The Merkava (Hebrew: "chariot") is a main battle tank used by the Israel Defense Forces. The tank began development in 1970, and entered official service in 1979. Four main variants of the tank have been deployed. It was first used extensively in the 1982 Lebanon War. The name "Merkava" was derived from the IDF's initial development program name.
The Merkava Mark III was introduced in December 1989 and was in production until 2003. As of 2016, the Merkava III is by far the most numerous tank in frontline IDF service. Compared to the Merkava II, it has upgrades to the drivetrain, powertrain, armament, and electronic systems. The most prominent addition was the incorporation of the locally developed IMI 120 mm gun. This gun and a larger 1,200 horsepower (890 kW) diesel engine increased the total weight of the tank to 65 tonnes, but the larger engine increased the maximum cruising speed to 60 km/h (37 mph). The turret was re-engineered for movement independent of the tank chassis, allowing it to track a target regardless of the tank's movement. Many other changes were made, including:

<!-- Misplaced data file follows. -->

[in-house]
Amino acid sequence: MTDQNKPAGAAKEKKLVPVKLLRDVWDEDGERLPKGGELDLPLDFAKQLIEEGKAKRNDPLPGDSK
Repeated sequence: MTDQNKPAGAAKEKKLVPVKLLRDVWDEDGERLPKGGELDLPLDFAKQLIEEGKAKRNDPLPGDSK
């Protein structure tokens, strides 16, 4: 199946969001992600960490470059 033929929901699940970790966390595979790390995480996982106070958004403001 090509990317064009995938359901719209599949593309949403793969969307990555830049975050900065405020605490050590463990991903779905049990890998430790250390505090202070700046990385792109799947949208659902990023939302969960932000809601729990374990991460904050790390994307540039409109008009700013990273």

- External two-way telephone for secure communications between the tank crew and dismounted infantry,
- Upgraded ammunition storage containers to minimize ammunition cook-off,
- Addition of laser designators,
- Incorporation of the Kasag modular armor system, designed for rapid replacement and repair in the battlefield and for quick upgrading as new designs and sophisticated materials become available.